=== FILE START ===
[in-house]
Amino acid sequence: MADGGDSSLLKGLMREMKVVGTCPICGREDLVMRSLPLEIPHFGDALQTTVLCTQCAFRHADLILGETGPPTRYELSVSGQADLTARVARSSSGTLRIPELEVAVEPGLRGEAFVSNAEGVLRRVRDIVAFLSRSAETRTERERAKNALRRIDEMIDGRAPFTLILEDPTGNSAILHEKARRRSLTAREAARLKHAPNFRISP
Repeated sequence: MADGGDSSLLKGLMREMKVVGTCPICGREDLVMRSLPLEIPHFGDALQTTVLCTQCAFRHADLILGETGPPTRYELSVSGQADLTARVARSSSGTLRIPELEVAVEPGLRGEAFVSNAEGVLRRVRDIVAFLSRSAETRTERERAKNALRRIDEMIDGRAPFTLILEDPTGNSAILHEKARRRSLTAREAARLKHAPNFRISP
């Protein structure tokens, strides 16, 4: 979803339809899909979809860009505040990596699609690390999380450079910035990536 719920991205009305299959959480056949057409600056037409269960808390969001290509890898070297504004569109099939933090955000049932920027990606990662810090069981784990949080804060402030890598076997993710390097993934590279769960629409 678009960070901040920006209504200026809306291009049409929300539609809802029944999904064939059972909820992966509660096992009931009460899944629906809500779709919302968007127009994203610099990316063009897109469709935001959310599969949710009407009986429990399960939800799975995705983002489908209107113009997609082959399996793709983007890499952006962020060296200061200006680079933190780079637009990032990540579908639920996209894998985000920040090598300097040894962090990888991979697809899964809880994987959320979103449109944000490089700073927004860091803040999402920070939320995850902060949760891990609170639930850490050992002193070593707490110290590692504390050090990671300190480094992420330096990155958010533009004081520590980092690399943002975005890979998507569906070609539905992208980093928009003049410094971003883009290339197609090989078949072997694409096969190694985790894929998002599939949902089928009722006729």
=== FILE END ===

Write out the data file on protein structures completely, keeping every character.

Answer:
[in-house]
Amino acid sequence: MADGGDSSLLKGLMREMKVVGTCPICGREDLVMRSLPLEIPHFGDALQTTVLCTQCAFRHADLILGETGPPTRYELSVSGQADLTARVARSSSGTLRIPELEVAVEPGLRGEAFVSNAEGVLRRVRDIVAFLSRSAETRTERERAKNALRRIDEMIDGRAPFTLILEDPTGNSAILHEKARRRSLTAREAARLKHAPNFRISP
Repeated sequence: MADGGDSSLLKGLMREMKVVGTCPICGREDLVMRSLPLEIPHFGDALQTTVLCTQCAFRHADLILGETGPPTRYELSVSGQADLTARVARSSSGTLRIPELEVAVEPGLRGEAFVSNAEGVLRRVRDIVAFLSRSAETRTERERAKNALRRIDEMIDGRAPFTLILEDPTGNSAILHEKARRRSLTAREAARLKHAPNFRISP
């Protein structure tokens, strides 16, 4: 979803339809899909979809860009505040990596699609690390999380450079910035990536 719920991205009305299959959480056949057409600056037409269960808390969001290509890898070297504004569109099939933090955000049932920027990606990662810090069981784990949080804060402030890598076997993710390097993934590279769960629409 678009960070901040920006209504200026809306291009049409929300539609809802029944999904064939059972909820992966509660096992009931009460899944629906809500779709919302968007127009994203610099990316063009897109469709935001959310599969949710009407009986429990399960939800799975995705983002489908209107113009997609082959399996793709983007890499952006962020060296200061200006680079933190780079637009990032990540579908639920996209894998985000920040090598300097040894962090990888991979697809899964809880994987959320979103449109944000490089700073927004860091803040999402920070939320995850902060949760891990609170639930850490050992002193070593707490110290590692504390050090990671300190480094992420330096990155958010533009004081520590980092690399943002975005890979998507569906070609539905992208980093928009003049410094971003883009290339197609090989078949072997694409096969190694985790894929998002599939949902089928009722006729």